11 Ways Fundraising Campaigns Are Just Like Football Games — Really!
I recently spoke on comprehensive campaigns at a higher education fundraising class taught by Tom Landrum, one of the nation's most tenured and respected advancement professionals, who is retiring as vice president for development at the University of Georgia.
My visit on a Monday followed the university's fall break, which coincides with the UGA-Florida football game (known as the world's largest cocktail party). Every student there attended the landmark football competition — which the Georgia Bulldogs won 23-20 against the Florida Gators, by the way).
As I began a conversation with students, I asked them how a football game was like a campaign. Some of their thoughts:
1. It's the preparation that counts. Training and learning plays for the athletes, and strategy, research, identification, cultivation and recruitment for a campaign.
2. You have to execute. You can have the best plays — and strategy — but at some point you have to just do it.
3. Be prepared to revise your strategy. When things don't go as planned — good or bad — be prepared to adjust, adapt and excel.
4. Campaigns, like football, are divided into smaller segments — a half, a quarter, a series of plays and a play. The best campaigns are devised into strategic segments, each building on the last, and each building momentum.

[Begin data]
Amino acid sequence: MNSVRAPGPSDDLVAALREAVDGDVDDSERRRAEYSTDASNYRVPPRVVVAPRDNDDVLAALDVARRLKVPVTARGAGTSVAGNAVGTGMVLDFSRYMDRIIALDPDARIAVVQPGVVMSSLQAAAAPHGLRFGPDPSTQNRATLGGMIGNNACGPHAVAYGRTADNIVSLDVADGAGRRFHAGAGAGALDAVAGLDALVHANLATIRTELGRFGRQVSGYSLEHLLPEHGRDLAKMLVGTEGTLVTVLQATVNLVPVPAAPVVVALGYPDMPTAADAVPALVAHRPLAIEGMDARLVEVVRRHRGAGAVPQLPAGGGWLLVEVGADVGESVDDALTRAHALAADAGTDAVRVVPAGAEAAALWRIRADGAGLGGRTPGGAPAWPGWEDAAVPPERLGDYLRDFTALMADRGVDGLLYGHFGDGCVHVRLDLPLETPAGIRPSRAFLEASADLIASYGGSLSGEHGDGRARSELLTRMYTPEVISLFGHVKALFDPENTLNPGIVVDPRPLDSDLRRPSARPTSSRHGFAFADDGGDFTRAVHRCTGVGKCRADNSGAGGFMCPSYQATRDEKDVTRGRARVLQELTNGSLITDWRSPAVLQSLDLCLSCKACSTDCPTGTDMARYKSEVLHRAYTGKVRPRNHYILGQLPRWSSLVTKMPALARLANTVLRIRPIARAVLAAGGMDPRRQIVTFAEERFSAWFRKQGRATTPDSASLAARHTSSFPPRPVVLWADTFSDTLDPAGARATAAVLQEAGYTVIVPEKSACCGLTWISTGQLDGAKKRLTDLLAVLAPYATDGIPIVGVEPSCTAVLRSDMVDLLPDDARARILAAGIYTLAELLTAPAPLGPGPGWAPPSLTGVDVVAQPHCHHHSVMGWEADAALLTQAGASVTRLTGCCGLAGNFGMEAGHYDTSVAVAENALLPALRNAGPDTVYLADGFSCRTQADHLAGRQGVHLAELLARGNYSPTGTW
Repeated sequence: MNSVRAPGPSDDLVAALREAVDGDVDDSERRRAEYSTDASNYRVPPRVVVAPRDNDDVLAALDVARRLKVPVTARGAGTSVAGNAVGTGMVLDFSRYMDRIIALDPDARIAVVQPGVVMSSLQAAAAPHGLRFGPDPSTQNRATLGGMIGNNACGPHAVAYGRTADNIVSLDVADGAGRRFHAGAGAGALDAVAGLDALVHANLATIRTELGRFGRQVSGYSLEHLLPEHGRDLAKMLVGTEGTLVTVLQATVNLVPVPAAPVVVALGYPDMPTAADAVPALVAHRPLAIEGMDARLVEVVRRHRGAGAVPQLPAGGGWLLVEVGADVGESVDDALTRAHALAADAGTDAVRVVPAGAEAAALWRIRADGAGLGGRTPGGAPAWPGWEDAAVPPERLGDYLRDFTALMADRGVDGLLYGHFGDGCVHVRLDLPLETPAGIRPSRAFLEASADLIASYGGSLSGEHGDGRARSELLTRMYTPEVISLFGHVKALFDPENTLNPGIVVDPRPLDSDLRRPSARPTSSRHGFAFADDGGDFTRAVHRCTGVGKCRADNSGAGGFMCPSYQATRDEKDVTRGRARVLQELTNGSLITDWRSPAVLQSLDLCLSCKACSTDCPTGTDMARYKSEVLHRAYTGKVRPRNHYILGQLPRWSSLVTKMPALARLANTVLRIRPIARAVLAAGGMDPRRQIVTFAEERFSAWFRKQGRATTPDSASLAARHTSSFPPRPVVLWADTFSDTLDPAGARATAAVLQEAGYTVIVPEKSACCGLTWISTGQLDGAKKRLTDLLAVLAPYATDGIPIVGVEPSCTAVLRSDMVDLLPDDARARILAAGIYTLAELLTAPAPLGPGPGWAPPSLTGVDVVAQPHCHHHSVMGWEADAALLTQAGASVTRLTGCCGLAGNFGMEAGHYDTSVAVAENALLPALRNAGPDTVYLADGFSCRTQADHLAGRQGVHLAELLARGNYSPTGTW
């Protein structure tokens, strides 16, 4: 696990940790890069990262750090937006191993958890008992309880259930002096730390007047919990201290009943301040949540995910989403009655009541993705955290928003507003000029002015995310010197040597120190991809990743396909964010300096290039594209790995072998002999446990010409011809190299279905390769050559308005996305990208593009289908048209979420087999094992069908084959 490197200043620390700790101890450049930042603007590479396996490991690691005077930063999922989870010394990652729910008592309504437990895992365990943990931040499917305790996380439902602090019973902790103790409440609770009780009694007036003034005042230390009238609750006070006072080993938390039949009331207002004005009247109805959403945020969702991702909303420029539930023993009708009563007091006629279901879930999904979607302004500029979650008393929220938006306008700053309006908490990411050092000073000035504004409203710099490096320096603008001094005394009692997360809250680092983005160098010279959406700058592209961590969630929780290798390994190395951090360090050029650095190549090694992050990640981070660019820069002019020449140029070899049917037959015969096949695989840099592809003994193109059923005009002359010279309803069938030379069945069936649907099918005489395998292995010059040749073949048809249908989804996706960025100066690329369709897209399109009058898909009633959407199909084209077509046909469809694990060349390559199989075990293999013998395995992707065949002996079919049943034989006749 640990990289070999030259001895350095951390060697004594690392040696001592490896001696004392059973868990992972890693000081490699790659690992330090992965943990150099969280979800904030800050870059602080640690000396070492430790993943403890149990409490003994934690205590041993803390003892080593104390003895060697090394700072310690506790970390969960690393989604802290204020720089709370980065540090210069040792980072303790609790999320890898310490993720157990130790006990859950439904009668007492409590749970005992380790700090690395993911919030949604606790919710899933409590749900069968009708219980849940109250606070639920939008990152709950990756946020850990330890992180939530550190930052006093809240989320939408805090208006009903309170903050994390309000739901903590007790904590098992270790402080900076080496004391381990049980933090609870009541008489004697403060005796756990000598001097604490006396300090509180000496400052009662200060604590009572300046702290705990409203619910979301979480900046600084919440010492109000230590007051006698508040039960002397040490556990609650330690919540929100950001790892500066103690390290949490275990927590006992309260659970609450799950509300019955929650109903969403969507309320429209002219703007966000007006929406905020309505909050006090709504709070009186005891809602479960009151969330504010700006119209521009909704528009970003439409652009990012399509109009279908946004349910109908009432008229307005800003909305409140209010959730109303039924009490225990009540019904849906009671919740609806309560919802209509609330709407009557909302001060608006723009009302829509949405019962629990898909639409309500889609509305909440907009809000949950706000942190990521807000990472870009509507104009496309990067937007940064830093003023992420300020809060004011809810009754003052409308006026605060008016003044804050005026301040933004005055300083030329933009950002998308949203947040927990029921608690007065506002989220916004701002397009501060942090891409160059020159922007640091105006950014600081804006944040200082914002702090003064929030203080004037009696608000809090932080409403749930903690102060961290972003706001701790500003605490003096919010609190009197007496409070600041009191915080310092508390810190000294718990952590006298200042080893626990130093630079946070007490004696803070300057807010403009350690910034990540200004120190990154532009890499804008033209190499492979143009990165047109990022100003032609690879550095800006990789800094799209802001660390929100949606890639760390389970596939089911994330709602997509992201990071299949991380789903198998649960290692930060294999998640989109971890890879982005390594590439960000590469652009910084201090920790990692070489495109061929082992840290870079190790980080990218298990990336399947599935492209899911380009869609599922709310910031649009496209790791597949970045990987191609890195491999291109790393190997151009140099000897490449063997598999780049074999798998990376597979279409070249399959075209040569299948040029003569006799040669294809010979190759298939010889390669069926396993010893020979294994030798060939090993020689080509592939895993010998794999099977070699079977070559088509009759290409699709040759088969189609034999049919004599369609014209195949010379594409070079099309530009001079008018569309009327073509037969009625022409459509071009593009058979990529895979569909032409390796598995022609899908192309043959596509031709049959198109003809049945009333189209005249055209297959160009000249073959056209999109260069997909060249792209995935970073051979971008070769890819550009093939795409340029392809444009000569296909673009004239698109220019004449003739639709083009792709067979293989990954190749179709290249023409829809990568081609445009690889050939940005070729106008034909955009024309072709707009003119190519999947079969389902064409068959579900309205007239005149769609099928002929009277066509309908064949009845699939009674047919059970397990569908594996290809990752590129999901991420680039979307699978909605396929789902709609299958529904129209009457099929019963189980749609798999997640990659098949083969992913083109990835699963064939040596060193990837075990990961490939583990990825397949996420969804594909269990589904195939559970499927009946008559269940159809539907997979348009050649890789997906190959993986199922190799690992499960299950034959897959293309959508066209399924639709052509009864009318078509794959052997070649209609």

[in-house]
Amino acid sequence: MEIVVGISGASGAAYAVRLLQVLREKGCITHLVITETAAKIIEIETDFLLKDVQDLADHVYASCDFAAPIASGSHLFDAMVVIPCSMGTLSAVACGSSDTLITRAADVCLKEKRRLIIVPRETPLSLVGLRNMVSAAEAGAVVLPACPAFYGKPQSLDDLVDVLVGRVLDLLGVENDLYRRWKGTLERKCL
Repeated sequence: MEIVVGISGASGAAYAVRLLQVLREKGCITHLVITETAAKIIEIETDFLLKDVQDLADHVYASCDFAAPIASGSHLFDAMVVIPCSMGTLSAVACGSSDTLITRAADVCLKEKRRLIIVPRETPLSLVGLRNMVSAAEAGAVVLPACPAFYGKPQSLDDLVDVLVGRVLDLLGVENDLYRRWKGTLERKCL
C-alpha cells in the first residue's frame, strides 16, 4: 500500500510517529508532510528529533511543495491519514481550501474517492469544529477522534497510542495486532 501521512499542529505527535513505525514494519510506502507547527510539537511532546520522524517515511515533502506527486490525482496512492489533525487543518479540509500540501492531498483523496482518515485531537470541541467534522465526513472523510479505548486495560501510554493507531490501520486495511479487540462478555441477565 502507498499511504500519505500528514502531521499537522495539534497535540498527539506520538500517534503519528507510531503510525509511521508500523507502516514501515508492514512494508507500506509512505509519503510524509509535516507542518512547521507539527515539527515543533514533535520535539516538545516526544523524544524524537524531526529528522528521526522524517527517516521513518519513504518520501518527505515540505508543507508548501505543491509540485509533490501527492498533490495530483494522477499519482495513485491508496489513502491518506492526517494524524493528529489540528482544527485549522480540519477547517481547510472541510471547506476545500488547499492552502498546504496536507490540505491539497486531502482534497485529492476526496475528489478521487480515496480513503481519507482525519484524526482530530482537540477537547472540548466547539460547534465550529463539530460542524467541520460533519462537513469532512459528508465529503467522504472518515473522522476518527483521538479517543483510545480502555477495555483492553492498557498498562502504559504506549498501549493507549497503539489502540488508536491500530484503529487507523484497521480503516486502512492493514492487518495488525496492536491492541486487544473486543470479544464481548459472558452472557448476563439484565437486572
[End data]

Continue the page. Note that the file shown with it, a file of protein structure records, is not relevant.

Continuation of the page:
5. Football games and campaigns provide a rallying call for the faithful — and a "cultivation" opportunity for new friends or fans.
6. Everyone has a best role. A specialist in field goal kicking, for example, might be only used a few times in a game. But that is the player's highest and best use. Don't wear out players — or volunteers and staff — in tasks that others can do equally well or better.
7. You keep score. You keep score in the game, and you keep a lot of statistics — possessions, completions and more — just like in a campaign, where you keep track of goal attainment, the number of asks or cultivation visits made, volunteers recruited, etc.
8. People want to be a part of a winning team. Success does beget success. We do want to be a part of a meaningful cause.
9. You have to keep focused. There is a lot of noise in the stadium as fans (sometimes even your own) cause a distraction. And there are a lot of experts — most who have never played college ball or entered professional coaching. Likewise, in fundraising, we have well-intentioned staff and volunteers who prefer their own strategies — most often special events, grant writing and grassroots appeals.
10. Leadership — strong, positive leadership — can transform and inspire a football team or a fundraising team. The right leaders bring life to a cause and confidence in making an investment.
11. There is always another game, another season in football — and in fundraising there will always be another campaign. Remember that you will need healthy players and committed donors and volunteers for the next effort.
Looking for Jeff? You'll find him either on the lake, laughing with good friends, or helping nonprofits develop to their full potential.
Jeff believes that successful fundraising is built on a bedrock of relevant, consistent messaging; sound practices; the nurturing of relationships; and impeccable stewardship. And that organizations that adhere to those standards serve as beacons to others that aspire to them. The Bedrocks & Beacons blog will provide strategic information to help nonprofits be both.
Jeff has more than 25 years of nonprofit leadership experience and is a member of the NonProfit PRO Editorial Advisory Board.